5 Multiple Choice Questions
- was born in Merey in 1694 and went to be a surgeon's apprentice at the age of 16. A little while after that, he went to Paris to study and learn medicine. He ended up being surgeon ordinary to the king and then stayed permentantly at Versailles, studying under Mme. de Pompadour. M. de Gournay, an economist Quesnay became aquainted with, helped him found the Economistes, a philosophic sect which was later called the Physiocrates. He published the Tableau economique (Economic Tables) in 1758, and also coined the term "laissez-faire,laissez-passser.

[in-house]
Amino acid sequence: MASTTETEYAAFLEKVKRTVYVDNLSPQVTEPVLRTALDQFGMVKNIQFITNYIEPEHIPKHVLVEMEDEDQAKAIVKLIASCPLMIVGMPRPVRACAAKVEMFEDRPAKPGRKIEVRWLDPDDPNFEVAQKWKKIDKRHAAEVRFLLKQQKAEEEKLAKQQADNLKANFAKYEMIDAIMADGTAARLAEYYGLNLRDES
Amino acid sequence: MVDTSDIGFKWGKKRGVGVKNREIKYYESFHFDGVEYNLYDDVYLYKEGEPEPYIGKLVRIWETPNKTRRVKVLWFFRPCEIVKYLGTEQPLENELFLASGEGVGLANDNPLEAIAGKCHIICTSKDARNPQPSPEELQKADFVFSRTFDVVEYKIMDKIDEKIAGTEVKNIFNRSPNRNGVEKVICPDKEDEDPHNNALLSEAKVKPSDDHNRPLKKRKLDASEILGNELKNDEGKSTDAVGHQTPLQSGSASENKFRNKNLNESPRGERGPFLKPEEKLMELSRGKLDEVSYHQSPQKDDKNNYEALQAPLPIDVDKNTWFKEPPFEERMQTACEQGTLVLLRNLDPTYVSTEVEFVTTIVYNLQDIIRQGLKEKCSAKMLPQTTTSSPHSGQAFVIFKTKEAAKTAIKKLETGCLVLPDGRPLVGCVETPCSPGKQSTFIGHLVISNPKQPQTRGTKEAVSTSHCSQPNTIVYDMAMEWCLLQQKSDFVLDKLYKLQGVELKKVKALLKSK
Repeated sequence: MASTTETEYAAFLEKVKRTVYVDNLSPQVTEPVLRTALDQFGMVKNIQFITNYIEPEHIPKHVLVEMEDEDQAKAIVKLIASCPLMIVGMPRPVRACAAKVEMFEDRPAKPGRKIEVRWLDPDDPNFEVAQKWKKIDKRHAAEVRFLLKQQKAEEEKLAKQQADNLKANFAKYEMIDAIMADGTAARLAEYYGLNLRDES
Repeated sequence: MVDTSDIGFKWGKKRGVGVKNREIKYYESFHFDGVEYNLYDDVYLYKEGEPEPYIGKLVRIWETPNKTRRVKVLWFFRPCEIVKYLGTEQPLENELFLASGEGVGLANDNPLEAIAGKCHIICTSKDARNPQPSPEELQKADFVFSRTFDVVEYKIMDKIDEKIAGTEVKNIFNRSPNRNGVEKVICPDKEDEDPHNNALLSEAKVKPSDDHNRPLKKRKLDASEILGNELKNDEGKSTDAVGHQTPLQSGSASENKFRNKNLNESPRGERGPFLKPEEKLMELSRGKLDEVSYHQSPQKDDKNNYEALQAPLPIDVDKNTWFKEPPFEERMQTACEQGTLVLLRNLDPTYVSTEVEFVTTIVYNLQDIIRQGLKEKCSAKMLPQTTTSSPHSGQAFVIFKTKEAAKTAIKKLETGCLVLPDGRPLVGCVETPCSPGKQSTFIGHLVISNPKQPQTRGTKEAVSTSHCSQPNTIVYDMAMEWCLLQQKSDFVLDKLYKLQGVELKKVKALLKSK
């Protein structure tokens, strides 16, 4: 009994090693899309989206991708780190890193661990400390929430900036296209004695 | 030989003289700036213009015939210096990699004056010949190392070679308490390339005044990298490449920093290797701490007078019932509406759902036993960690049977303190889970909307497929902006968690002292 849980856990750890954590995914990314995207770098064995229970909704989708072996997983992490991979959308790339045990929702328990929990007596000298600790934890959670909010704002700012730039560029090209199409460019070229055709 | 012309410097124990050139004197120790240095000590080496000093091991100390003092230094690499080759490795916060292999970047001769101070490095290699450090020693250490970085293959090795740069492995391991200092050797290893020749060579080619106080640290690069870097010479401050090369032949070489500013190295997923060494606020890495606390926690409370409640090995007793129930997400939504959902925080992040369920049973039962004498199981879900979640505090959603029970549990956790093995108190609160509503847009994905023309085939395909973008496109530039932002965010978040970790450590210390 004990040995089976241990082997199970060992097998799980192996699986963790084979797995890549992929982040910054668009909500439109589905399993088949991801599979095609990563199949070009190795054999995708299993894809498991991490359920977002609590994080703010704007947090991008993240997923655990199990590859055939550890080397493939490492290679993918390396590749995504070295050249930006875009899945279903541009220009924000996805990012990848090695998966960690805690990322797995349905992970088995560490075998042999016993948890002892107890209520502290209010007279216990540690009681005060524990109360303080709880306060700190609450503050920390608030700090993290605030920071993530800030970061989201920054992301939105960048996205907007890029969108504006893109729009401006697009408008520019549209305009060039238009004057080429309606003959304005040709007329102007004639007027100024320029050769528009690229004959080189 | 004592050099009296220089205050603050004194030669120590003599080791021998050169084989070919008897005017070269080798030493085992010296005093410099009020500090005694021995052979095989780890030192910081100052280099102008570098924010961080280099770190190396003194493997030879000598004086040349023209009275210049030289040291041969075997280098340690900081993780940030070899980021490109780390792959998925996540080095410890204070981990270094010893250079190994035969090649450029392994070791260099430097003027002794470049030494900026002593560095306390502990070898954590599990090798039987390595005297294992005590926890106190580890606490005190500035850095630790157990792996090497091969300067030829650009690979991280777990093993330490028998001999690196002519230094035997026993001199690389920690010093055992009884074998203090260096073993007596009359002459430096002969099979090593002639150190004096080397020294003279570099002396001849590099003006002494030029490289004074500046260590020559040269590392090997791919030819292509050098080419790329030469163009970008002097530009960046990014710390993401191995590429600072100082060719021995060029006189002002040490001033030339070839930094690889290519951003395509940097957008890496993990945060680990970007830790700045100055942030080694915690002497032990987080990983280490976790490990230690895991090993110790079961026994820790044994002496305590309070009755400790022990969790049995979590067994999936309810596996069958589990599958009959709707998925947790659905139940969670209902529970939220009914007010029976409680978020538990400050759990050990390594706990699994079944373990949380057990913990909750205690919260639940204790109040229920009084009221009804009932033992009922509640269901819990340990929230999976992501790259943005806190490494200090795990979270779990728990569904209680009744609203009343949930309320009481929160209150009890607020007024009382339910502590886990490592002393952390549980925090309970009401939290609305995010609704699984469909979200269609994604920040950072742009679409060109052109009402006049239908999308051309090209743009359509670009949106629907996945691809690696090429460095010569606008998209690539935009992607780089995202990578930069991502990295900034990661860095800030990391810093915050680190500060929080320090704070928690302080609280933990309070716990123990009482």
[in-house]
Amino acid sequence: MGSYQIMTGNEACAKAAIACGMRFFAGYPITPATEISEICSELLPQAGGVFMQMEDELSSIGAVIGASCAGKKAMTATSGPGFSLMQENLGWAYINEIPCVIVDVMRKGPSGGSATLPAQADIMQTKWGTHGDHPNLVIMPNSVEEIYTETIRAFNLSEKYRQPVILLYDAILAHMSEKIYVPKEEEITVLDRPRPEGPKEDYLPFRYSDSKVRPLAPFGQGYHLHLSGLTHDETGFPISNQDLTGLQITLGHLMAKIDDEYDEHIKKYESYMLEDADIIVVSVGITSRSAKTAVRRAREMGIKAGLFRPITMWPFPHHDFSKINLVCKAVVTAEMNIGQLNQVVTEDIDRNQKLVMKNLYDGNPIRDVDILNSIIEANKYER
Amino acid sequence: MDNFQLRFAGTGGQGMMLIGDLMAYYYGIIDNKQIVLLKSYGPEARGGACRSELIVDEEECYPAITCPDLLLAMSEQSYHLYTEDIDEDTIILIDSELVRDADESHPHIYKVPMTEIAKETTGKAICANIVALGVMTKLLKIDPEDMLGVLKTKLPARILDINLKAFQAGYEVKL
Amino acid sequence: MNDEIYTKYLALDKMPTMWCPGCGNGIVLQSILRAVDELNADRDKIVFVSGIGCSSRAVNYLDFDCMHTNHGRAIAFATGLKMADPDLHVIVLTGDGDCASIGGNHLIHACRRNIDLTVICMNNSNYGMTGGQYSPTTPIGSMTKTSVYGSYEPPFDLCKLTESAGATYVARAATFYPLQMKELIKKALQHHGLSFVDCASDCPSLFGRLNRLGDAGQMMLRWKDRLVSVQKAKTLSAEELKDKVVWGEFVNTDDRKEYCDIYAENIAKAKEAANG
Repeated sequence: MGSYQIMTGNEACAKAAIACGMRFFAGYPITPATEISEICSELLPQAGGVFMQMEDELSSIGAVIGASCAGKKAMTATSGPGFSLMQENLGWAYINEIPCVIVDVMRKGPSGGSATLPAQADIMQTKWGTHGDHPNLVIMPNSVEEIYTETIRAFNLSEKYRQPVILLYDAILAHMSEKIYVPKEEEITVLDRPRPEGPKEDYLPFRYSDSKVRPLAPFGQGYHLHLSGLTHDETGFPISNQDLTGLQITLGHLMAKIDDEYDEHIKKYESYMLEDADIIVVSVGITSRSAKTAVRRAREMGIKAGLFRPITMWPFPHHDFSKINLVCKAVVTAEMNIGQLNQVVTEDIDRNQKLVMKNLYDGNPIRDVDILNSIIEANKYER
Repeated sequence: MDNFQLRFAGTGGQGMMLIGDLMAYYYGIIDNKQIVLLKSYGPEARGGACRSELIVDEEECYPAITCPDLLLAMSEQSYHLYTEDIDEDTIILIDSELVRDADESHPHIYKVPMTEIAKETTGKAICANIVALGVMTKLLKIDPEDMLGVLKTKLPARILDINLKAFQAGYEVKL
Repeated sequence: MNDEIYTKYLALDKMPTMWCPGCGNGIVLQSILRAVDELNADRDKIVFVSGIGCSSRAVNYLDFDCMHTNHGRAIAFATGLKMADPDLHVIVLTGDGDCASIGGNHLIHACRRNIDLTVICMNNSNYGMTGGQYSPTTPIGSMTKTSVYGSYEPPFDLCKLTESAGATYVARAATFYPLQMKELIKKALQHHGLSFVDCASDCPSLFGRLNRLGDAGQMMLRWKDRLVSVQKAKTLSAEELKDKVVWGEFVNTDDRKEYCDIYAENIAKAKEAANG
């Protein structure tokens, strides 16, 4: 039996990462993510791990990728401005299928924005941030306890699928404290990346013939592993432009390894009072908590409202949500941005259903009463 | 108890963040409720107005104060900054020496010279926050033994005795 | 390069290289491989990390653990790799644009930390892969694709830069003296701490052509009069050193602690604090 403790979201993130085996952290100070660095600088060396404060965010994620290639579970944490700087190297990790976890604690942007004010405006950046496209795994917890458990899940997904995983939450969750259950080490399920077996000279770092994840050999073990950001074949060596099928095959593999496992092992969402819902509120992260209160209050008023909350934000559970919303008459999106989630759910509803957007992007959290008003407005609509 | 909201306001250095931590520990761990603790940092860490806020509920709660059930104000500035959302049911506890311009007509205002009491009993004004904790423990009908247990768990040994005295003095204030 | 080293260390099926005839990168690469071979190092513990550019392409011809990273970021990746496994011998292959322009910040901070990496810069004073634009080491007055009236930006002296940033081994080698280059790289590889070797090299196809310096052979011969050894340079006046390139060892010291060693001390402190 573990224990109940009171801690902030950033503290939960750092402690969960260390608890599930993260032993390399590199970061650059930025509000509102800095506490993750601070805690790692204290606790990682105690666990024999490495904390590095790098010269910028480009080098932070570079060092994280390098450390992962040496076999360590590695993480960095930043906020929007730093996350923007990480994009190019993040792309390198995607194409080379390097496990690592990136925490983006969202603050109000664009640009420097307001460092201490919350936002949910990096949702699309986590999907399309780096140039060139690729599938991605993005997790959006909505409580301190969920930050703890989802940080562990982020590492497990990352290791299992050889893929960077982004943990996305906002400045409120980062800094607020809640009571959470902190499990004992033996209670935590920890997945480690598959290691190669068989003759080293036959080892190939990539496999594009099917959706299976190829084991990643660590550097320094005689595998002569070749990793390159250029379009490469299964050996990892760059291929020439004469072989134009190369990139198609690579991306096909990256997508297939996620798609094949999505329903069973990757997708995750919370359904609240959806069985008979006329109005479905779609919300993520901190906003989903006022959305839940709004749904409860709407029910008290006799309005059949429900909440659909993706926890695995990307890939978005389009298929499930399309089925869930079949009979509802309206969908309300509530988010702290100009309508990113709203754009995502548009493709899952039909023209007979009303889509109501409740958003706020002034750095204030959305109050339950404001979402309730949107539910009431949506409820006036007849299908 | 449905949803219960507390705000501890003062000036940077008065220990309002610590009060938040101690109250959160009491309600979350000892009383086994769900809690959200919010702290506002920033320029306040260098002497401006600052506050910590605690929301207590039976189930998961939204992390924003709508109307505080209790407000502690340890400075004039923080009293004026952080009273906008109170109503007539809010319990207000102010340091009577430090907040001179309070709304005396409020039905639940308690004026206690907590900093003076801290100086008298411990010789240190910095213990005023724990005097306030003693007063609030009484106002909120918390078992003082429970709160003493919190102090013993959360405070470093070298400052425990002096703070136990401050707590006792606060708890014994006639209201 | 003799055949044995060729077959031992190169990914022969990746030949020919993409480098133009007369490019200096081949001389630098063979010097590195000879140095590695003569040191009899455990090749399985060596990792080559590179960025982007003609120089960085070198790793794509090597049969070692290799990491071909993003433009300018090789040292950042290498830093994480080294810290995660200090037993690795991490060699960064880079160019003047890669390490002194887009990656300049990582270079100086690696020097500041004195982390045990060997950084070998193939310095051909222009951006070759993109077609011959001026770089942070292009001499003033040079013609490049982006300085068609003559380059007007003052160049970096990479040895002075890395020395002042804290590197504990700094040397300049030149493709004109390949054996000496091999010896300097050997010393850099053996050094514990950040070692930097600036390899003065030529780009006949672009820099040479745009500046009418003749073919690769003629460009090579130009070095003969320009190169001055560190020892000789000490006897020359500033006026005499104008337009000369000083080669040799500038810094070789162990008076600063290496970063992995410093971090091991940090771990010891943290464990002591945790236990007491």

- was an astronomer who developed the modern view of the solar system. His observations of the heavens were the most accurate and precise. One day he observed a comet that passed through the solar system without "shattering" the supposed spheres. From this observation, he created the theory that maybe the planets did not revolved around the sun in a circle, but rather in an ellipse-like shape. He also discovered that there were more heavily bodies further than the moon.